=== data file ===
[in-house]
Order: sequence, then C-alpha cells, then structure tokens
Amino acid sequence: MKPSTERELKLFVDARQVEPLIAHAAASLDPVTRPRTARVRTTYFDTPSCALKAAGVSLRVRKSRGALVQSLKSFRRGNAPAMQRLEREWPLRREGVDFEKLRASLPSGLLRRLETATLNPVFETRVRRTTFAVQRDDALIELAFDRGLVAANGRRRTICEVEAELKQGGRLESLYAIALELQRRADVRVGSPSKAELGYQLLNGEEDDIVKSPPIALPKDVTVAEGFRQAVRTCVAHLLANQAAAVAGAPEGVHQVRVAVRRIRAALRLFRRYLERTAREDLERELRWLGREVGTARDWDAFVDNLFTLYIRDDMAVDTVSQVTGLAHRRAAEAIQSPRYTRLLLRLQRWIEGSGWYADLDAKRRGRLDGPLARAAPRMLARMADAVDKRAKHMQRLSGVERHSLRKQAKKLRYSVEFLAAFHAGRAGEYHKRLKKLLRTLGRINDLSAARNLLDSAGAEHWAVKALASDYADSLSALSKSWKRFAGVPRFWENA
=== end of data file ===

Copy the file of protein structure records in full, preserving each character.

[in-house]
Order: sequence, then C-alpha cells, then structure tokens
Amino acid sequence: MKPSTERELKLFVDARQVEPLIAHAAASLDPVTRPRTARVRTTYFDTPSCALKAAGVSLRVRKSRGALVQSLKSFRRGNAPAMQRLEREWPLRREGVDFEKLRASLPSGLLRRLETATLNPVFETRVRRTTFAVQRDDALIELAFDRGLVAANGRRRTICEVEAELKQGGRLESLYAIALELQRRADVRVGSPSKAELGYQLLNGEEDDIVKSPPIALPKDVTVAEGFRQAVRTCVAHLLANQAAAVAGAPEGVHQVRVAVRRIRAALRLFRRYLERTAREDLERELRWLGREVGTARDWDAFVDNLFTLYIRDDMAVDTVSQVTGLAHRRAAEAIQSPRYTRLLLRLQRWIEGSGWYADLDAKRRGRLDGPLARAAPRMLARMADAVDKRAKHMQRLSGVERHSLRKQAKKLRYSVEFLAAFHAGRAGEYHKRLKKLLRTLGRINDLSAARNLLDSAGAEHWAVKALASDYADSLSALSKSWKRFAGVPRFWENA